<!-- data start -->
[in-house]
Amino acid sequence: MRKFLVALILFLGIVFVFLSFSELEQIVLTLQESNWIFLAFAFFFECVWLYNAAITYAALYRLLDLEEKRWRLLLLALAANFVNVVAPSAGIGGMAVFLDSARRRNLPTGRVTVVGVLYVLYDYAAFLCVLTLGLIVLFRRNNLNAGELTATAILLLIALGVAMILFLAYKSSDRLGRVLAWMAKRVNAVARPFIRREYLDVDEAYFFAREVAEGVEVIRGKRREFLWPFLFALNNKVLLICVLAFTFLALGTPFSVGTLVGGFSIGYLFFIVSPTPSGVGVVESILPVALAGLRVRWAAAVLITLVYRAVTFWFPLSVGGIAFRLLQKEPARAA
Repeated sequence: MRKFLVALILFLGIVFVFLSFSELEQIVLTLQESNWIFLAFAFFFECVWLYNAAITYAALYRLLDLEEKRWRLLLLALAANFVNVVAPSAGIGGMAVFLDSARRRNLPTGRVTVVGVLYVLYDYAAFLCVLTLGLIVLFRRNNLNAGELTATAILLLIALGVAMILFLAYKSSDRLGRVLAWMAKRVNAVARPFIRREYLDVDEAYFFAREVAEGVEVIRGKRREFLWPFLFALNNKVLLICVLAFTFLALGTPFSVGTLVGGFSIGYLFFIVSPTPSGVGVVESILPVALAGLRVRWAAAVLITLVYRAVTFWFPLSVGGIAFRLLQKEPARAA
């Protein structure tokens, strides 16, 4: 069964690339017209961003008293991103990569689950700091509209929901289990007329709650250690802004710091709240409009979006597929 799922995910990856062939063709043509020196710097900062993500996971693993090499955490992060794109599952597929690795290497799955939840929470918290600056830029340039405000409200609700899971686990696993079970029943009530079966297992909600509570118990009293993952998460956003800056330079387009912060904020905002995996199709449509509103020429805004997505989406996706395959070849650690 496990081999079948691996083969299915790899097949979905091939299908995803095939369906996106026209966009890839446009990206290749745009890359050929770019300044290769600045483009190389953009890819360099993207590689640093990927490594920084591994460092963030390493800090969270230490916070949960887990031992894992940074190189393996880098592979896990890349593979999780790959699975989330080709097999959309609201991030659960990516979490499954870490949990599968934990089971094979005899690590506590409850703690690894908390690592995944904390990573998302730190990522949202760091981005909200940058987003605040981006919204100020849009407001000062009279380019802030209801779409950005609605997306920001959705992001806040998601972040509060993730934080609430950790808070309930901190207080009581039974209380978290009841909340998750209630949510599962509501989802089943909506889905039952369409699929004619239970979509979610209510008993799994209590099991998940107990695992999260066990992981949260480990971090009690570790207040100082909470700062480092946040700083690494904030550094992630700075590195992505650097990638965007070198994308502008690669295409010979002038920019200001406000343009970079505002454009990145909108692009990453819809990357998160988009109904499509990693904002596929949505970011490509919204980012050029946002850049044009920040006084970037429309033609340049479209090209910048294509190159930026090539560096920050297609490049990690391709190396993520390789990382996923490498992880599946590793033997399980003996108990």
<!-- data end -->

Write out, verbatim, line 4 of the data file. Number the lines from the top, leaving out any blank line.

């Protein structure tokens, strides 16, 4: 069964690339017209961003008293991103990569689950700091509209929901289990007329709650250690802004710091709240409009979006597929 799922995910990856062939063709043509020196710097900062993500996971693993090499955490992060794109599952597929690795290497799955939840929470918290600056830029340039405000409200609700899971686990696993079970029943009530079966297992909600509570118990009293993952998460956003800056330079387009912060904020905002995996199709449509509103020429805004997505989406996706395959070849650690 496990081999079948691996083969299915790899097949979905091939299908995803095939369906996106026209966009890839446009990206290749745009890359050929770019300044290769600045483009190389953009890819360099993207590689640093990927490594920084591994460092963030390493800090969270230490916070949960887990031992894992940074190189393996880098592979896990890349593979999780790959699975989330080709097999959309609201991030659960990516979490499954870490949990599968934990089971094979005899690590506590409850703690690894908390690592995944904390990573998302730190990522949202760091981005909200940058987003605040981006919204100020849009407001000062009279380019802030209801779409950005609605997306920001959705992001806040998601972040509060993730934080609430950790808070309930901190207080009581039974209380978290009841909340998750209630949510599962509501989802089943909506889905039952369409699929004619239970979509979610209510008993799994209590099991998940107990695992999260066990992981949260480990971090009690570790207040100082909470700062480092946040700083690494904030550094992630700075590195992505650097990638965007070198994308502008690669295409010979002038920019200001406000343009970079505002454009990145909108692009990453819809990357998160988009109904499509990693904002596929949505970011490509919204980012050029946002850049044009920040006084970037429309033609340049479209090209910048294509190159930026090539560096920050297609490049990690391709190396993520390789990382996923490498992880599946590793033997399980003996108990």